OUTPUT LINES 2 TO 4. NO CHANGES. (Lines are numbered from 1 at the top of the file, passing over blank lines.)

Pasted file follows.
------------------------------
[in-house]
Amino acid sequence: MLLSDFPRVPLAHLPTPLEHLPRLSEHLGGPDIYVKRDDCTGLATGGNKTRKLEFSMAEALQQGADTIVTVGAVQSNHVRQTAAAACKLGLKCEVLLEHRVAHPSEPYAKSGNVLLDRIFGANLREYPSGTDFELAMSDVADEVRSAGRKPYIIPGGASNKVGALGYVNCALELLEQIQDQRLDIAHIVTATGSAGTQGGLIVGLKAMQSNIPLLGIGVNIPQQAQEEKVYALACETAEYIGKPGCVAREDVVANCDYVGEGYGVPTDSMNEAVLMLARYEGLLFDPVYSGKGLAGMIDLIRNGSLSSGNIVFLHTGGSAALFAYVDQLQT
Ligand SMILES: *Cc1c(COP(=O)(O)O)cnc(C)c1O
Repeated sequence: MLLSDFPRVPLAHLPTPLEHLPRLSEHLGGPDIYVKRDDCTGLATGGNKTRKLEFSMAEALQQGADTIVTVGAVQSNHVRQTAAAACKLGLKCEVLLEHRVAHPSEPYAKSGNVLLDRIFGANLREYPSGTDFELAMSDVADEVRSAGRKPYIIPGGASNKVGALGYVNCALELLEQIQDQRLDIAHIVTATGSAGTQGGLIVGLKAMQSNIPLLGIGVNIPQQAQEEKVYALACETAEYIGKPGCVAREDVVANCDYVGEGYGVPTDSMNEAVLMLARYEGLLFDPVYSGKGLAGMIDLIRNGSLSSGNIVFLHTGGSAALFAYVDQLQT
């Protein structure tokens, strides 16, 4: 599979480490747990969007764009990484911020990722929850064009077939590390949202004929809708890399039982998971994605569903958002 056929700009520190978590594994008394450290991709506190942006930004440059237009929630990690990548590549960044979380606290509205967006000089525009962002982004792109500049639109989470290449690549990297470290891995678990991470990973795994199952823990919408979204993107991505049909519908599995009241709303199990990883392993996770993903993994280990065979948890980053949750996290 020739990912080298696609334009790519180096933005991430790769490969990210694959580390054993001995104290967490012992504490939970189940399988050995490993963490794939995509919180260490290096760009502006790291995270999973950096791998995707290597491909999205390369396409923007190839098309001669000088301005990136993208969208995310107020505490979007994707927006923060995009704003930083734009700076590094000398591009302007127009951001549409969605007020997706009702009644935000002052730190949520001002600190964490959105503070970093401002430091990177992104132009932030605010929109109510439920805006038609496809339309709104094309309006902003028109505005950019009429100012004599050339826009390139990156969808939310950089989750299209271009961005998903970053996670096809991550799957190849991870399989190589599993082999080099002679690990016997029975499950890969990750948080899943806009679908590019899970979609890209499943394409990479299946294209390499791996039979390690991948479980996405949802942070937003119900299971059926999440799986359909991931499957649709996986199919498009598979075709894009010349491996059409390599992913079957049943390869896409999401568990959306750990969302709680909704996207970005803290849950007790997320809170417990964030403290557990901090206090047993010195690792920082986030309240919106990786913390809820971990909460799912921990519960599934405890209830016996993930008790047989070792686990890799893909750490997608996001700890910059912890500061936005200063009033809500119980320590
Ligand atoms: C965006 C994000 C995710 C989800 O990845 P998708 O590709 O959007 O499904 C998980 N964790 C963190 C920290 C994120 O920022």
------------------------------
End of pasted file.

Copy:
Amino acid sequence: MLLSDFPRVPLAHLPTPLEHLPRLSEHLGGPDIYVKRDDCTGLATGGNKTRKLEFSMAEALQQGADTIVTVGAVQSNHVRQTAAAACKLGLKCEVLLEHRVAHPSEPYAKSGNVLLDRIFGANLREYPSGTDFELAMSDVADEVRSAGRKPYIIPGGASNKVGALGYVNCALELLEQIQDQRLDIAHIVTATGSAGTQGGLIVGLKAMQSNIPLLGIGVNIPQQAQEEKVYALACETAEYIGKPGCVAREDVVANCDYVGEGYGVPTDSMNEAVLMLARYEGLLFDPVYSGKGLAGMIDLIRNGSLSSGNIVFLHTGGSAALFAYVDQLQT
Ligand SMILES: *Cc1c(COP(=O)(O)O)cnc(C)c1O
Repeated sequence: MLLSDFPRVPLAHLPTPLEHLPRLSEHLGGPDIYVKRDDCTGLATGGNKTRKLEFSMAEALQQGADTIVTVGAVQSNHVRQTAAAACKLGLKCEVLLEHRVAHPSEPYAKSGNVLLDRIFGANLREYPSGTDFELAMSDVADEVRSAGRKPYIIPGGASNKVGALGYVNCALELLEQIQDQRLDIAHIVTATGSAGTQGGLIVGLKAMQSNIPLLGIGVNIPQQAQEEKVYALACETAEYIGKPGCVAREDVVANCDYVGEGYGVPTDSMNEAVLMLARYEGLLFDPVYSGKGLAGMIDLIRNGSLSSGNIVFLHTGGSAALFAYVDQLQT